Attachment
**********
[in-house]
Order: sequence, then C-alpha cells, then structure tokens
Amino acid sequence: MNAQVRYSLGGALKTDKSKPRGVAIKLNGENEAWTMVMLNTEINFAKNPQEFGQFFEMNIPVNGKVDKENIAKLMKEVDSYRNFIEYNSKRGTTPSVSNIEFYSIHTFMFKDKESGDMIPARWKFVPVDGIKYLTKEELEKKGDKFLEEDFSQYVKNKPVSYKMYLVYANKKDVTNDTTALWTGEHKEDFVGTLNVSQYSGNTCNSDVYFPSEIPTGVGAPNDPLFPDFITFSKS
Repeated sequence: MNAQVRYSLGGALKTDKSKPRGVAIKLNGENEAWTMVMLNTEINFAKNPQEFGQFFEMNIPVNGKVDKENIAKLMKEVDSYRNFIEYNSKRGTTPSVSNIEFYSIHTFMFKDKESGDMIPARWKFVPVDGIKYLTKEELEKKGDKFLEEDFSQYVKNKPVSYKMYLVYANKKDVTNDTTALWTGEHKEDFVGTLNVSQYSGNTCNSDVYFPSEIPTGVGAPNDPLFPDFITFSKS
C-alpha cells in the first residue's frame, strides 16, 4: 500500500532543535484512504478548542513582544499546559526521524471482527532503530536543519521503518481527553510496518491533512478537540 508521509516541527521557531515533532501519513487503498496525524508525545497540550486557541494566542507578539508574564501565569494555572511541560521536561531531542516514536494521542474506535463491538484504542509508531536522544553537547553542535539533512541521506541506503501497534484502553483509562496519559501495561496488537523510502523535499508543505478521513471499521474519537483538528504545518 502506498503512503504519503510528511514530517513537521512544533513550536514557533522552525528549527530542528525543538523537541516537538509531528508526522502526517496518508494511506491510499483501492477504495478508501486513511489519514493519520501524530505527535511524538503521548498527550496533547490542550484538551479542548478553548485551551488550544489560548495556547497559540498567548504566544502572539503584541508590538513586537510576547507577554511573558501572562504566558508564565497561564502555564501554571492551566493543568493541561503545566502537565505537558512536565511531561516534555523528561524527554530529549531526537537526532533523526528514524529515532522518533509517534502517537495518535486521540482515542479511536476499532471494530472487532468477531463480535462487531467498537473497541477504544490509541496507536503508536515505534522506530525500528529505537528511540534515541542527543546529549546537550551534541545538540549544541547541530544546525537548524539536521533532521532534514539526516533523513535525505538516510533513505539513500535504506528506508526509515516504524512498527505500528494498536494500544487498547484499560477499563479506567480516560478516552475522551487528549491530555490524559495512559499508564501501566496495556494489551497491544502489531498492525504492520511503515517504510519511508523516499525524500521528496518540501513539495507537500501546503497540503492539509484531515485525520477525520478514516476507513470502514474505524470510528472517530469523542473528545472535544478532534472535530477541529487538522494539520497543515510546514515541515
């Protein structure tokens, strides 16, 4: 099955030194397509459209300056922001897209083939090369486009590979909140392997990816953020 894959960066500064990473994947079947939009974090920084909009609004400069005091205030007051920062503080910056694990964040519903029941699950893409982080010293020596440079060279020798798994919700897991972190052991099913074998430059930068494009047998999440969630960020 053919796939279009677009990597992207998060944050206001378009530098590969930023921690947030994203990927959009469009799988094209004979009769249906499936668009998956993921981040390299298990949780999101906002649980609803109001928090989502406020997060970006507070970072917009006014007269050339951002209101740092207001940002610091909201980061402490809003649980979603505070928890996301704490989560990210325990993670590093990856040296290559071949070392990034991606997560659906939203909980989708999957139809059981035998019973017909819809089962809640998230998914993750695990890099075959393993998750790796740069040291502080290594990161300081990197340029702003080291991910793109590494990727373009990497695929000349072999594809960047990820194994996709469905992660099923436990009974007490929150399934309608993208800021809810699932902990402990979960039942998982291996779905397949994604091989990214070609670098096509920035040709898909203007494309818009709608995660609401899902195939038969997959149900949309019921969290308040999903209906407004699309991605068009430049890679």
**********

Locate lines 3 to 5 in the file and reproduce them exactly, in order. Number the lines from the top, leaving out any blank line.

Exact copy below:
Amino acid sequence: MNAQVRYSLGGALKTDKSKPRGVAIKLNGENEAWTMVMLNTEINFAKNPQEFGQFFEMNIPVNGKVDKENIAKLMKEVDSYRNFIEYNSKRGTTPSVSNIEFYSIHTFMFKDKESGDMIPARWKFVPVDGIKYLTKEELEKKGDKFLEEDFSQYVKNKPVSYKMYLVYANKKDVTNDTTALWTGEHKEDFVGTLNVSQYSGNTCNSDVYFPSEIPTGVGAPNDPLFPDFITFSKS
Repeated sequence: MNAQVRYSLGGALKTDKSKPRGVAIKLNGENEAWTMVMLNTEINFAKNPQEFGQFFEMNIPVNGKVDKENIAKLMKEVDSYRNFIEYNSKRGTTPSVSNIEFYSIHTFMFKDKESGDMIPARWKFVPVDGIKYLTKEELEKKGDKFLEEDFSQYVKNKPVSYKMYLVYANKKDVTNDTTALWTGEHKEDFVGTLNVSQYSGNTCNSDVYFPSEIPTGVGAPNDPLFPDFITFSKS
C-alpha cells in the first residue's frame, strides 16, 4: 500500500532543535484512504478548542513582544499546559526521524471482527532503530536543519521503518481527553510496518491533512478537540 508521509516541527521557531515533532501519513487503498496525524508525545497540550486557541494566542507578539508574564501565569494555572511541560521536561531531542516514536494521542474506535463491538484504542509508531536522544553537547553542535539533512541521506541506503501497534484502553483509562496519559501495561496488537523510502523535499508543505478521513471499521474519537483538528504545518 502506498503512503504519503510528511514530517513537521512544533513550536514557533522552525528549527530542528525543538523537541516537538509531528508526522502526517496518508494511506491510499483501492477504495478508501486513511489519514493519520501524530505527535511524538503521548498527550496533547490542550484538551479542548478553548485551551488550544489560548495556547497559540498567548504566544502572539503584541508590538513586537510576547507577554511573558501572562504566558508564565497561564502555564501554571492551566493543568493541561503545566502537565505537558512536565511531561516534555523528561524527554530529549531526537537526532533523526528514524529515532522518533509517534502517537495518535486521540482515542479511536476499532471494530472487532468477531463480535462487531467498537473497541477504544490509541496507536503508536515505534522506530525500528529505537528511540534515541542527543546529549546537550551534541545538540549544541547541530544546525537548524539536521533532521532534514539526516533523513535525505538516510533513505539513500535504506528506508526509515516504524512498527505500528494498536494500544487498547484499560477499563479506567480516560478516552475522551487528549491530555490524559495512559499508564501501566496495556494489551497491544502489531498492525504492520511503515517504510519511508523516499525524500521528496518540501513539495507537500501546503497540503492539509484531515485525520477525520478514516476507513470502514474505524470510528472517530469523542473528545472535544478532534472535530477541529487538522494539520497543515510546514515541515